For some time now, Latino marketers have been frustrated with the reluctance of advertisers to spend more on digital when study after study shows that Latinos out-index other groups on practically every aspect of technology adoption. The current Latino advertising spend is $5 billion, across all media - broadcast, print, and digital. Yet only 4 percent of that spend - $200 million - is going to digital.
Two months ago, Google hosted a forum to discuss its new direction in Latino marketing; it attracted more than 300 vendors, advertisers, and Latino digerati. And the response from my peers was effusive.
Which raises the questions: Can Google - the biggest technology brand in digital marketing - go where no other company has gone before? Can it persuade advertisers to take a closer look at this thing called Latino digital?
Google might have a shot at this opportunity - which is both about market leadership and thought leadership - because it enjoys a few hard-to-match market advantages: a unique place in the new digital marketing stack; a unique access to data that matters to advertisers; and a unique time in the evolution of the Latino digital marketing category where leadership in the technology arena has been lacking. But recently I've seen that there are a few bigger, unspoken questions on the minds of advertisers who have been slow to warm up to the market.
Should There Be a Latino Pie in the First Place?
I get this question quite often, and not only from traditional advertisers. In an age where digital has enabled marketers to attract, engage, and mobilize people around shared interests, demographic-driven marketing seems way outdated. A great piece of the Latin American population has so much in common with the general population that it seems shortsighted to "target" them discretely. In fact, if you add up all the dollars spent reaching Latinos in general marketing campaigns, the total Latino advertising spend would go way beyond the $5 billion estimate. The fact is, many marketers do both - general and discrete advertising - and that trend is very much in favor of doing both. For market indicators, look at the media (CNN, Fox News), politics (Newt Gingrich's The Americano), and the CPG market (Kraft, General Mills), and you can see the principle in action. More and more, marketers are coming to see that producing content that is targeted and culturally relevant can be an effective way of engaging people with shared values. And, note, when we say culture, we don't necessarily mean language. Most of these programs are in English. As a number of marketers have noted, Latino marketing today is more about values than language.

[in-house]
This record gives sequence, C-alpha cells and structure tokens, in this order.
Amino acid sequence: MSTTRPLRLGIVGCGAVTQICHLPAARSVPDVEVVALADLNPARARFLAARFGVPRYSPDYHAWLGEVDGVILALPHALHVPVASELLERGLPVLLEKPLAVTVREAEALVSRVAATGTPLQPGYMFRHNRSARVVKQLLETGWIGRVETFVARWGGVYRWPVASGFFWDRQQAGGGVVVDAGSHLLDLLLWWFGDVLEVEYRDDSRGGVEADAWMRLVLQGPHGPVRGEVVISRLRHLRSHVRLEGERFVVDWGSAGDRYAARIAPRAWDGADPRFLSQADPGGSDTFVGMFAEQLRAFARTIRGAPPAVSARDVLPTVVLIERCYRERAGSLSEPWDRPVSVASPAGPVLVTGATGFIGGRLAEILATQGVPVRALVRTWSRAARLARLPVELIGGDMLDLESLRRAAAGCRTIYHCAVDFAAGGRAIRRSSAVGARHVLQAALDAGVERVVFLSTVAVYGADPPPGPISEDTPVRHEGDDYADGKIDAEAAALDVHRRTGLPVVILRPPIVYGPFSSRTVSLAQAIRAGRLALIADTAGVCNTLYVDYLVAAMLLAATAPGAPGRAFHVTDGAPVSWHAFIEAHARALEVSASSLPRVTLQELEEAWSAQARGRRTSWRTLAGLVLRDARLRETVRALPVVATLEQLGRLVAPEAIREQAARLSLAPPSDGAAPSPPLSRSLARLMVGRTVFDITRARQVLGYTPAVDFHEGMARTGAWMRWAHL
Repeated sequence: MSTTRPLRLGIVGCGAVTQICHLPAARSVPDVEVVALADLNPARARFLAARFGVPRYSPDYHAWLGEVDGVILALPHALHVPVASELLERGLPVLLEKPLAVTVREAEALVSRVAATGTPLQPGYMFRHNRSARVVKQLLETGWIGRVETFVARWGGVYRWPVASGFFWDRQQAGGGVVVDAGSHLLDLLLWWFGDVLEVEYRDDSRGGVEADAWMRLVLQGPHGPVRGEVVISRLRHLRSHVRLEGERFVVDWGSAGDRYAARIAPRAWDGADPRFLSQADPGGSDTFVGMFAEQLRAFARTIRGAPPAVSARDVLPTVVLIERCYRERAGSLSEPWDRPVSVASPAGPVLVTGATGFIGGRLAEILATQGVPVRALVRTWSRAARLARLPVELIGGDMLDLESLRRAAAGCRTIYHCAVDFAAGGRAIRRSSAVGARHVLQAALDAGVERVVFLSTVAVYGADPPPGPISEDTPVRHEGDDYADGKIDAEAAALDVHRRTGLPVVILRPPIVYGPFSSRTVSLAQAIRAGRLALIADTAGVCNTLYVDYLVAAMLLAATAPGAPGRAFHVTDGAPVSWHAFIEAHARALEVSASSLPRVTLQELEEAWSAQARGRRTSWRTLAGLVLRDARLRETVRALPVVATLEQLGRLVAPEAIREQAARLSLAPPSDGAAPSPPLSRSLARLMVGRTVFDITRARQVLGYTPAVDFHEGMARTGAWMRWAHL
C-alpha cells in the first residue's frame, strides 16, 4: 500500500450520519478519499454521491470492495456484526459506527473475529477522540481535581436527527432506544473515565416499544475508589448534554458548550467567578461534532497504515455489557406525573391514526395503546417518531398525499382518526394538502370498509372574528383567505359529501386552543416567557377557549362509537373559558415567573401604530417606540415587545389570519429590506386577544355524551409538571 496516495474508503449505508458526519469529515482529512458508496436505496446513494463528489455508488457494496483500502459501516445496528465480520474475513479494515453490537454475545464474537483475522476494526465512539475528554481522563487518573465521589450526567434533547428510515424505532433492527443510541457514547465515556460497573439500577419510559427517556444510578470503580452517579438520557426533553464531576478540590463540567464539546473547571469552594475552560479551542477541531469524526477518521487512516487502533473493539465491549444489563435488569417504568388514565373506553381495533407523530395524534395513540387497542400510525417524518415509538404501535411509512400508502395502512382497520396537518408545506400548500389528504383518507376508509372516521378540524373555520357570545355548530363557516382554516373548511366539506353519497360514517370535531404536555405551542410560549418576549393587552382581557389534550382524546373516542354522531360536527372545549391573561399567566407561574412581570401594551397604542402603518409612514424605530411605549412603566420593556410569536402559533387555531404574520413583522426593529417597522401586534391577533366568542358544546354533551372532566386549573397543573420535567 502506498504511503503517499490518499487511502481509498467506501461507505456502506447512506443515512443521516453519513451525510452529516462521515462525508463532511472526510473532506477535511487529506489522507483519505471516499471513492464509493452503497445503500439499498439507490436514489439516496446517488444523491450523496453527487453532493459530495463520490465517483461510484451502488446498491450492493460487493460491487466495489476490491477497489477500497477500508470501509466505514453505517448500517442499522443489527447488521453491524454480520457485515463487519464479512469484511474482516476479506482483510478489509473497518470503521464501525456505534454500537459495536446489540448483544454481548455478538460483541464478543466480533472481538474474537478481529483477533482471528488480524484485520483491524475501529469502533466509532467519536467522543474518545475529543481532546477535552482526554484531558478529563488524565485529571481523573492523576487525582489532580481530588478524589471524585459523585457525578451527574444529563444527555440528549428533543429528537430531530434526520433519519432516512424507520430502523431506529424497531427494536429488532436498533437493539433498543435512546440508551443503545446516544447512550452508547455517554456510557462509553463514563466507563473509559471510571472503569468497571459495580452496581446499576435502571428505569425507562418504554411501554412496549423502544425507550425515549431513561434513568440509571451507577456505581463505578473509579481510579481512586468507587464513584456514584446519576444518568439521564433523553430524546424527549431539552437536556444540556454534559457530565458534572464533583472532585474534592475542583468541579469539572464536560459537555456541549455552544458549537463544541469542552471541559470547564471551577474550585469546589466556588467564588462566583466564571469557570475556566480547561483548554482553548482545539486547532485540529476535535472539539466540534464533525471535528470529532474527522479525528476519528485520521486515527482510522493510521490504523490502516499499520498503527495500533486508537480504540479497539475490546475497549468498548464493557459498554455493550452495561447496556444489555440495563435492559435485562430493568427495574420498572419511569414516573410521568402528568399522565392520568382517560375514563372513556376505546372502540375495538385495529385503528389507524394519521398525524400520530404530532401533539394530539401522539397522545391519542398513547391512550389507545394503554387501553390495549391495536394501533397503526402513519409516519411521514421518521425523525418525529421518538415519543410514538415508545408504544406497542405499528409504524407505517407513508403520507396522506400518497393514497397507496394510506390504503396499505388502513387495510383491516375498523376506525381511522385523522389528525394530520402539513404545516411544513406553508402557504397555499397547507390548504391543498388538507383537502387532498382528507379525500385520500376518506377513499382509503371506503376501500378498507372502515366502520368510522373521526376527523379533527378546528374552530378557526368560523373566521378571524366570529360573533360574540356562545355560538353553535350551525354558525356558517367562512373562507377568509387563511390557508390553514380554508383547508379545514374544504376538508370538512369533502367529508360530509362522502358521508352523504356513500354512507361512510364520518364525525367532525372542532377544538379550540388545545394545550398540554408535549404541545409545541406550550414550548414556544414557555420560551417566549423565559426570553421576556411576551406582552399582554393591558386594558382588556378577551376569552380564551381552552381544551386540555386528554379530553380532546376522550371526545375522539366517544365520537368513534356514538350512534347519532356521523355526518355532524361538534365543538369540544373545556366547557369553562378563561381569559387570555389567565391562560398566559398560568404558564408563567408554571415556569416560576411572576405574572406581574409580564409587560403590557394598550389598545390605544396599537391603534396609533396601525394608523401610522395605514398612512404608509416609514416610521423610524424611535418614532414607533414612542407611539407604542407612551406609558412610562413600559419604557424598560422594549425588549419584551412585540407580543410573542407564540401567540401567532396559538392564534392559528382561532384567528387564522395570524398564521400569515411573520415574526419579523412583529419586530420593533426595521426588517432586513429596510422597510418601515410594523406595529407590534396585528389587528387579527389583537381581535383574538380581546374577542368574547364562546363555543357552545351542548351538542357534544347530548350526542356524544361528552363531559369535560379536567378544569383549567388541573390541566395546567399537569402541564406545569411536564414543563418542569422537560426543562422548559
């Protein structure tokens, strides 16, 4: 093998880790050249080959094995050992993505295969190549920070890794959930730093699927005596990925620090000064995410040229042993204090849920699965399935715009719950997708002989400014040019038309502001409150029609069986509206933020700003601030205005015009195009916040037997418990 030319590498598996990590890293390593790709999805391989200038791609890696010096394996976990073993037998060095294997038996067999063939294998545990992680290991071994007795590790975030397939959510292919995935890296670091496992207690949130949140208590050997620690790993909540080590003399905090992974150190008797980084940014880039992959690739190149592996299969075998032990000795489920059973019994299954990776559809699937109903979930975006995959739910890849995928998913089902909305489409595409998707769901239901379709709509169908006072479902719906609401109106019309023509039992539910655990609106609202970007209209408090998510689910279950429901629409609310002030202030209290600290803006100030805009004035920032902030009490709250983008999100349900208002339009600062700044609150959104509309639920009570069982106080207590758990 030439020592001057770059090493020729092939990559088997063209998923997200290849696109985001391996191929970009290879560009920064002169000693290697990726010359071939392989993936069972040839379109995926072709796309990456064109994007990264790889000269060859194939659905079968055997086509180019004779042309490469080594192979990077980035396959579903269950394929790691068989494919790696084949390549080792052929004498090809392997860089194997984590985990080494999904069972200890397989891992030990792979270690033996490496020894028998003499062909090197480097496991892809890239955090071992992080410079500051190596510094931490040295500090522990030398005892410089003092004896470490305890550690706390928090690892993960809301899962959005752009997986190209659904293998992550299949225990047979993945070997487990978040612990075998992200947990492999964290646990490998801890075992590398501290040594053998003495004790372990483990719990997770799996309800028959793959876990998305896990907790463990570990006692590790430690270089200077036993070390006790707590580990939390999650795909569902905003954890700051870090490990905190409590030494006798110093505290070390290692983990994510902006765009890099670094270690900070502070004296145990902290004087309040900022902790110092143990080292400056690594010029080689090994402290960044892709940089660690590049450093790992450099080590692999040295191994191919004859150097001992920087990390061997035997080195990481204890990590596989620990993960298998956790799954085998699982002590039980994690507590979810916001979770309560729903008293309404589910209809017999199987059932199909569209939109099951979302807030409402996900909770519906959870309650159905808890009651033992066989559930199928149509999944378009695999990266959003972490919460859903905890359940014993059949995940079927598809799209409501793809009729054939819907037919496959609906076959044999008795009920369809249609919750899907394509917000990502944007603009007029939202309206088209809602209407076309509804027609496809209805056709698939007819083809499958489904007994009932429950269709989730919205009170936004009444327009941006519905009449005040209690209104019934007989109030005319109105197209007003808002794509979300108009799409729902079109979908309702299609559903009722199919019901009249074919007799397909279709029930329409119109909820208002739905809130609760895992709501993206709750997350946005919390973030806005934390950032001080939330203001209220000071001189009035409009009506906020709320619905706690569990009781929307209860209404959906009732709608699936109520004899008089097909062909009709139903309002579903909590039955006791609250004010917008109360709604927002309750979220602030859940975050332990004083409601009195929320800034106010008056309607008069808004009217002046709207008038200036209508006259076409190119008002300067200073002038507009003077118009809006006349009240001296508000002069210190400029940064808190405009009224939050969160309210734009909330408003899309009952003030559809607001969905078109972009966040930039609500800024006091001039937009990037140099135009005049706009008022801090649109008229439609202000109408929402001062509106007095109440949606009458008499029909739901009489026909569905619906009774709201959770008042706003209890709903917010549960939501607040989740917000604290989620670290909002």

If Yes, How Big?
As much as marketers grouse about the tiny current Latino digital spend ($200 million), the total current advertising spend ($5 billion) also deserves some scrutiny. But another number that marketers love to cite is the $1.3 trillion-plus in buying power that Latinos will have by 2015 (reported by Packaged Facts). So, is $5 billion enough? According to Outsell, the total U.S. general advertising spend was $365 billion. With Latinos now representing roughly 10 percent of U.S. buying power, one might argue that the Latino spend should be closer to $36 billion. That number certainly can't hold up - as I noted above, a good deal of the general advertising spend goes to reaching Latinos indirectly. Still, the delta between $5 billion and $36 billion is big enough that people in advertising should care. And as the U.S. Latino continues to grow as a percentage of the overall population, more advertisers will definitely care.
How Much of That Pie Should Go to Digital?
So it's reasonable to assume that there should be a pie, and that the pie should be bigger. How big a slice should digital get? Let's start with Google's view. At a recent event in New York, executives for Google Hispanic suggested that the number should be closer to 12 percent - $600 million - which, as Advertising Age's Chiqui Cartagena noted, "corresponds to the…usage of the medium by Hispanic consumers." That's 8 percent higher than the current figure (4 percent). But perhaps this is still too small. At the same event, Google released a report that found 78 percent of Latinos use the "Internet as their primary source of information, above TV and friends and family."
Again, we're looking at a delta that deserves close attention. And it's not just that digital is becoming the preferred mode of communication among Latinos. It's also about the future of marketing. Along with the many studies documenting the rise of Latino technology adoption, there have been a number of opinion pieces about the new role of digital in marketing campaigns, Latino and non-Latino alike. In many cases, digital is no longer just a part of the marketing mix. Increasingly, digital is the lead. And with Latinos outperforming other groups in digital adoption, they are a big part of that story. It's one reason that so many Latino marketers are excited to see Google show up; it's recognition for the role that Latinos are playing and will continue to play.
In the meantime, whether it's a pragmatic spend today, or a strategic investment for tomorrow, expect digital to get a larger slice from an increasingly larger pie. Both slice and pie are going to get bigger.
This column was originally published in SES Magazine, March 2011.
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Giovanni Rodriguez is an author, consultant, and public speaker on organizational leadership and digital/social communications. The views expressed in this blog are entirely his own.
March 19, 2014